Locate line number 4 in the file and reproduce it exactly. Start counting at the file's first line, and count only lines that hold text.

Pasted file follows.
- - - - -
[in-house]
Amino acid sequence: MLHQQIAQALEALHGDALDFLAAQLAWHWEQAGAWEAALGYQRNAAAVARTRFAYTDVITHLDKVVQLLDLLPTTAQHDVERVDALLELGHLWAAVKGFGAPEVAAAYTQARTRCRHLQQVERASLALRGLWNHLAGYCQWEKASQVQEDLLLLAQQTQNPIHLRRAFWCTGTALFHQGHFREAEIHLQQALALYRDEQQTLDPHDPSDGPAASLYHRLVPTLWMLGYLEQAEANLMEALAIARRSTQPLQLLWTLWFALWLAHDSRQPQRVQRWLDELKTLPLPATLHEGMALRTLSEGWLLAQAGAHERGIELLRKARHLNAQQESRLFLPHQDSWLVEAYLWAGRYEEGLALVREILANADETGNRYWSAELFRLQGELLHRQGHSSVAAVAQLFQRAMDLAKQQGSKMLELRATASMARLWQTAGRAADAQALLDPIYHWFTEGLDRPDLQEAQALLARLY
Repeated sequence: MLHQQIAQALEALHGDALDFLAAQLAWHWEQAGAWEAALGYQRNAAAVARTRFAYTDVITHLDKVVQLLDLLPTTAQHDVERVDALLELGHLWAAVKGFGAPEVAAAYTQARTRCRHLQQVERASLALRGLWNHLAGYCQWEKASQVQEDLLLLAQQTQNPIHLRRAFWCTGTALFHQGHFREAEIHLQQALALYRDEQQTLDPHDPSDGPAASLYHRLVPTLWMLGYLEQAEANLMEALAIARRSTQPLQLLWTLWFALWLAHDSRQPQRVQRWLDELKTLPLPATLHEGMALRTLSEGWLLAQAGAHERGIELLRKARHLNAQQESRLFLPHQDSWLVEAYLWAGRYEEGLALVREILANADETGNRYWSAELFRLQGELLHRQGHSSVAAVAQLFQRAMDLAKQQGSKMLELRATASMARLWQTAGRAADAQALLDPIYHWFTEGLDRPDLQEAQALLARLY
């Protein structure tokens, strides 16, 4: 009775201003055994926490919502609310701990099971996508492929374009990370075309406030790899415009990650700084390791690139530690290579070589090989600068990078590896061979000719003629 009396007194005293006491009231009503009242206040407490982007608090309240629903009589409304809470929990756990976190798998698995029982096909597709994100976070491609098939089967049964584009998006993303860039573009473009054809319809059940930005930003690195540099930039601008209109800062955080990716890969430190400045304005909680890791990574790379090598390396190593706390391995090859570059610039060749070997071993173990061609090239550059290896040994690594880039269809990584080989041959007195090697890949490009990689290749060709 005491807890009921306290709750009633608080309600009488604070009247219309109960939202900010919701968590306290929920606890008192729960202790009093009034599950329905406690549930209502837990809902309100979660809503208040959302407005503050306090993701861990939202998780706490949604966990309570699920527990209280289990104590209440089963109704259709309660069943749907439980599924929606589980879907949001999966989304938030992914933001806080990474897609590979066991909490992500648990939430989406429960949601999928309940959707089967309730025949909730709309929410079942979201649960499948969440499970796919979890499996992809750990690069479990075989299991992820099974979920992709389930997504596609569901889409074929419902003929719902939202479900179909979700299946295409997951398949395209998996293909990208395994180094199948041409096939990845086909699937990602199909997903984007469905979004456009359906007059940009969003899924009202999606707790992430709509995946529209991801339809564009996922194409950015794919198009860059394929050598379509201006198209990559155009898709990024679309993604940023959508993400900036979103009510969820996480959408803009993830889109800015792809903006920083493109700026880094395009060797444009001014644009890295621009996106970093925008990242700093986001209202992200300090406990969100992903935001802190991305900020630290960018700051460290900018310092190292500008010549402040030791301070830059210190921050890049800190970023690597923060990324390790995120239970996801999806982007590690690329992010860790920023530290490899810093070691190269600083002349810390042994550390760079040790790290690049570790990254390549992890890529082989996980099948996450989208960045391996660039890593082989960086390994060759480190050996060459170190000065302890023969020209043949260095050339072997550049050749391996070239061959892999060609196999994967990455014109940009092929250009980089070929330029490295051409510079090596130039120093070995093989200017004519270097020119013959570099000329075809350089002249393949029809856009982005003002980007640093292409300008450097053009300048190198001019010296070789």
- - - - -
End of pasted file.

């Protein structure tokens, strides 16, 4: 009775201003055994926490919502609310701990099971996508492929374009990370075309406030790899415009990650700084390791690139530690290579070589090989600068990078590896061979000719003629 009396007194005293006491009231009503009242206040407490982007608090309240629903009589409304809470929990756990976190798998698995029982096909597709994100976070491609098939089967049964584009998006993303860039573009473009054809319809059940930005930003690195540099930039601008209109800062955080990716890969430190400045304005909680890791990574790379090598390396190593706390391995090859570059610039060749070997071993173990061609090239550059290896040994690594880039269809990584080989041959007195090697890949490009990689290749060709 005491807890009921306290709750009633608080309600009488604070009247219309109960939202900010919701968590306290929920606890008192729960202790009093009034599950329905406690549930209502837990809902309100979660809503208040959302407005503050306090993701861990939202998780706490949604966990309570699920527990209280289990104590209440089963109704259709309660069943749907439980599924929606589980879907949001999966989304938030992914933001806080990474897609590979066991909490992500648990939430989406429960949601999928309940959707089967309730025949909730709309929410079942979201649960499948969440499970796919979890499996992809750990690069479990075989299991992820099974979920992709389930997504596609569901889409074929419902003929719902939202479900179909979700299946295409997951398949395209998996293909990208395994180094199948041409096939990845086909699937990602199909997903984007469905979004456009359906007059940009969003899924009202999606707790992430709509995946529209991801339809564009996922194409950015794919198009860059394929050598379509201006198209990559155009898709990024679309993604940023959508993400900036979103009510969820996480959408803009993830889109800015792809903006920083493109700026880094395009060797444009001014644009890295621009996106970093925008990242700093986001209202992200300090406990969100992903935001802190991305900020630290960018700051460290900018310092190292500008010549402040030791301070830059210190921050890049800190970023690597923060990324390790995120239970996801999806982007590690690329992010860790920023530290490899810093070691190269600083002349810390042994550390760079040790790290690049570790990254390549992890890529082989996980099948996450989208960045391996660039890593082989960086390994060759480190050996060459170190000065302890023969020209043949260095050339072997550049050749391996070239061959892999060609196999994967990455014109940009092929250009980089070929330029490295051409510079090596130039120093070995093989200017004519270097020119013959570099000329075809350089002249393949029809856009982005003002980007640093292409300008450097053009300048190198001019010296070789």